A NEW BACHELOR'S DEGREE PROGRAM IN BIOINFORMATICS

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BACHELOR OF SCIENCE


IN


BIOINFORMATICS



A Proposal for a New Interdisciplinary Major

Submitted by the

Department of Biology

Department of Computer Science

Department of Chemistry

Department of Mathematics and Statistics


March, 2004


Committee members:

Howard Laten (Biology), Ken Olsen (Chemistry), Timothy
O’Brien (Mathematics and Statistics), and
Chandra N. Sekharan

(Computer
Science), Chairperson








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BACKGROUND

The world is becoming increasingly more globalized and interconnected through
the use of
computer technology, which is pivotal to the research of numerous academic
disciplines and has been responsible for many recent advances in healthcare, finance,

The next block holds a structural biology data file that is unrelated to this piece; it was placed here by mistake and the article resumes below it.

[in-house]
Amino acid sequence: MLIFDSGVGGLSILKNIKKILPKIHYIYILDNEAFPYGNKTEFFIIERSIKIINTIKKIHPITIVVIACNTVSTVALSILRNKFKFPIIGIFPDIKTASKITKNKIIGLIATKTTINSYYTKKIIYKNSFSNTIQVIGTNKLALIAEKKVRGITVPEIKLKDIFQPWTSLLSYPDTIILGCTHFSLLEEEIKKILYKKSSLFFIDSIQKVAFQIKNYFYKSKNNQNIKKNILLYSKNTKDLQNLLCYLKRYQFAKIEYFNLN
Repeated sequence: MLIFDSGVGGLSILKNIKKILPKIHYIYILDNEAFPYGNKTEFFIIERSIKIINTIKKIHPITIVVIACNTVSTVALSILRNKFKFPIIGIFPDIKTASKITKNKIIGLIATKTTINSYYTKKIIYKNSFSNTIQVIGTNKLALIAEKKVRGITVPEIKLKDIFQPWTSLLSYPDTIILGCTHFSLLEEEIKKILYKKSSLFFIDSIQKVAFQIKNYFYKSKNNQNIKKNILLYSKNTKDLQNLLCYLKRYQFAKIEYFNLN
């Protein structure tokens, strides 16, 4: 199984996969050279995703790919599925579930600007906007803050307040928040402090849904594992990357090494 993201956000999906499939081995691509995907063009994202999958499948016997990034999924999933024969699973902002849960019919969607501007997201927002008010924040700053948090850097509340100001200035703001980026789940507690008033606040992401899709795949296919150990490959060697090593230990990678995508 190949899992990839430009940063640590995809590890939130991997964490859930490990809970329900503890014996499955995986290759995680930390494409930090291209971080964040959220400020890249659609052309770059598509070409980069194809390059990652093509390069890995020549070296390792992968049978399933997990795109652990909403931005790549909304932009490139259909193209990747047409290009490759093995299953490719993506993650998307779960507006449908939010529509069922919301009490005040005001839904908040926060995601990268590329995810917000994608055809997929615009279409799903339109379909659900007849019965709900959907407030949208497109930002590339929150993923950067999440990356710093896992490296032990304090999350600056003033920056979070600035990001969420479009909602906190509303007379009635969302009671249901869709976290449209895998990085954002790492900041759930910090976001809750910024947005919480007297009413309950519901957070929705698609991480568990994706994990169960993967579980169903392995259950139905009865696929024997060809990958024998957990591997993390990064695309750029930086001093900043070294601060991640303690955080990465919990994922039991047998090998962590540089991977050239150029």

medicine, commerce, and the basic sciences. Domains of scientific inquiry that depend
heavily
on computer technology will continue to grow dramatically in the next decade,
especially those domains that are most synergistic and interdisciplinary. Computer
technology has encouraged the cross
-
fertilization of ideas across traditionally disparate
areas

of learning, resulting in the formation of new fields of exploration and application.
For example, the field of computing has become a focal point for interdisciplinary
pursuits in widely diverse areas such as, business in computing, communications and
co
mputing (Loyola University’s ICT minor is an example), healthcare informatics,
computational chemistry, and computational finance. Most notably, in the previous two
decades, computer scientists, biologists, chemists, and mathematicians have launched the
di
scipline of Bioinformatics, an innovative and rich area of scientific discovery that has
the potential to dramatically change people’s lives. This proposal describes a plan to
implement a Bioinformatics major in Loyola University Chicago’s (LUC) College of

Arts and Science (CAS). The proposed major would be located at LUC’s Water Tower